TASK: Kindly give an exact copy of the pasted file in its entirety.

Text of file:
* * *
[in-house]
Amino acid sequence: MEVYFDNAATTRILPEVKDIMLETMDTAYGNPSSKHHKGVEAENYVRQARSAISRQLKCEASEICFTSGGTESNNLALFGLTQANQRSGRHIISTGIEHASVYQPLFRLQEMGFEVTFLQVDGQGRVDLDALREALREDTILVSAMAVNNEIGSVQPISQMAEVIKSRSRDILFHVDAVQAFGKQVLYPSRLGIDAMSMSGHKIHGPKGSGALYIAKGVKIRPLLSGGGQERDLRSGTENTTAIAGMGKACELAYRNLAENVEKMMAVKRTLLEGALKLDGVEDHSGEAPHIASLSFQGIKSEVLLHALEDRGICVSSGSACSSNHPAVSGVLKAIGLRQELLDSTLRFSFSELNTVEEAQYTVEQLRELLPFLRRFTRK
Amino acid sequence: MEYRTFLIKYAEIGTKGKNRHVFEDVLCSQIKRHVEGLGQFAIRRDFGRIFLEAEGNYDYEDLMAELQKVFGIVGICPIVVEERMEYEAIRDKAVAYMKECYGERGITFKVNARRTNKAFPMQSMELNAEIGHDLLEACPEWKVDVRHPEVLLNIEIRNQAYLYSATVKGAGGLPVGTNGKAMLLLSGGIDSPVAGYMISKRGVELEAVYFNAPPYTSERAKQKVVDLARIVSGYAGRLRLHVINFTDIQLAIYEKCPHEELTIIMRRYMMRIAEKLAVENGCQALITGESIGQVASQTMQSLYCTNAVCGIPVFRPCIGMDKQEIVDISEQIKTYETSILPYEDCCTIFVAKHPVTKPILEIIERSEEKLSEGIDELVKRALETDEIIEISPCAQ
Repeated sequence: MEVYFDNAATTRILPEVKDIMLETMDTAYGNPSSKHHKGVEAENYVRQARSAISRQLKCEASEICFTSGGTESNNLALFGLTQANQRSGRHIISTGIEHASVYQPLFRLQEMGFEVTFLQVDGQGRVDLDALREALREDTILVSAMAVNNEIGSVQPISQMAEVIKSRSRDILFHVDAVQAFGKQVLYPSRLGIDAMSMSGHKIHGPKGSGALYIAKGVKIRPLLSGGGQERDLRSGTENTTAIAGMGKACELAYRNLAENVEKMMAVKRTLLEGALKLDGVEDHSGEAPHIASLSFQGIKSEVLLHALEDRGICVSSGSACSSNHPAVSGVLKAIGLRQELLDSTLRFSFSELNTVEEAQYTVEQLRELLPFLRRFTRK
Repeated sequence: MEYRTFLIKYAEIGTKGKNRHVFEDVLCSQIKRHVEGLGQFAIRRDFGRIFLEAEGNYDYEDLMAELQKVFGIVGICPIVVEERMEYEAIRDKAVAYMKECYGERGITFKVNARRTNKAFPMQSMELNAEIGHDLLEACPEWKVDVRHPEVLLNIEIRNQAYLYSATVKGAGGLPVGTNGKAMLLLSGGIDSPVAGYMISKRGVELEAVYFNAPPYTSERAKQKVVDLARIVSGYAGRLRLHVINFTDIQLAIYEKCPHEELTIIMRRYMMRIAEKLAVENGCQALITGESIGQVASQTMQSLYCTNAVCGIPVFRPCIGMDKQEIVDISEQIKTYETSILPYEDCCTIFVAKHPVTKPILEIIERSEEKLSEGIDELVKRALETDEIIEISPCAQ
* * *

[in-house]
Amino acid sequence: MEVYFDNAATTRILPEVKDIMLETMDTAYGNPSSKHHKGVEAENYVRQARSAISRQLKCEASEICFTSGGTESNNLALFGLTQANQRSGRHIISTGIEHASVYQPLFRLQEMGFEVTFLQVDGQGRVDLDALREALREDTILVSAMAVNNEIGSVQPISQMAEVIKSRSRDILFHVDAVQAFGKQVLYPSRLGIDAMSMSGHKIHGPKGSGALYIAKGVKIRPLLSGGGQERDLRSGTENTTAIAGMGKACELAYRNLAENVEKMMAVKRTLLEGALKLDGVEDHSGEAPHIASLSFQGIKSEVLLHALEDRGICVSSGSACSSNHPAVSGVLKAIGLRQELLDSTLRFSFSELNTVEEAQYTVEQLRELLPFLRRFTRK
Amino acid sequence: MEYRTFLIKYAEIGTKGKNRHVFEDVLCSQIKRHVEGLGQFAIRRDFGRIFLEAEGNYDYEDLMAELQKVFGIVGICPIVVEERMEYEAIRDKAVAYMKECYGERGITFKVNARRTNKAFPMQSMELNAEIGHDLLEACPEWKVDVRHPEVLLNIEIRNQAYLYSATVKGAGGLPVGTNGKAMLLLSGGIDSPVAGYMISKRGVELEAVYFNAPPYTSERAKQKVVDLARIVSGYAGRLRLHVINFTDIQLAIYEKCPHEELTIIMRRYMMRIAEKLAVENGCQALITGESIGQVASQTMQSLYCTNAVCGIPVFRPCIGMDKQEIVDISEQIKTYETSILPYEDCCTIFVAKHPVTKPILEIIERSEEKLSEGIDELVKRALETDEIIEISPCAQ
Repeated sequence: MEVYFDNAATTRILPEVKDIMLETMDTAYGNPSSKHHKGVEAENYVRQARSAISRQLKCEASEICFTSGGTESNNLALFGLTQANQRSGRHIISTGIEHASVYQPLFRLQEMGFEVTFLQVDGQGRVDLDALREALREDTILVSAMAVNNEIGSVQPISQMAEVIKSRSRDILFHVDAVQAFGKQVLYPSRLGIDAMSMSGHKIHGPKGSGALYIAKGVKIRPLLSGGGQERDLRSGTENTTAIAGMGKACELAYRNLAENVEKMMAVKRTLLEGALKLDGVEDHSGEAPHIASLSFQGIKSEVLLHALEDRGICVSSGSACSSNHPAVSGVLKAIGLRQELLDSTLRFSFSELNTVEEAQYTVEQLRELLPFLRRFTRK
Repeated sequence: MEYRTFLIKYAEIGTKGKNRHVFEDVLCSQIKRHVEGLGQFAIRRDFGRIFLEAEGNYDYEDLMAELQKVFGIVGICPIVVEERMEYEAIRDKAVAYMKECYGERGITFKVNARRTNKAFPMQSMELNAEIGHDLLEACPEWKVDVRHPEVLLNIEIRNQAYLYSATVKGAGGLPVGTNGKAMLLLSGGIDSPVAGYMISKRGVELEAVYFNAPPYTSERAKQKVVDLARIVSGYAGRLRLHVINFTDIQLAIYEKCPHEELTIIMRRYMMRIAEKLAVENGCQALITGESIGQVASQTMQSLYCTNAVCGIPVFRPCIGMDKQEIVDISEQIKTYETSILPYEDCCTIFVAKHPVTKPILEIIERSEEKLSEGIDELVKRALETDEIIEISPCAQ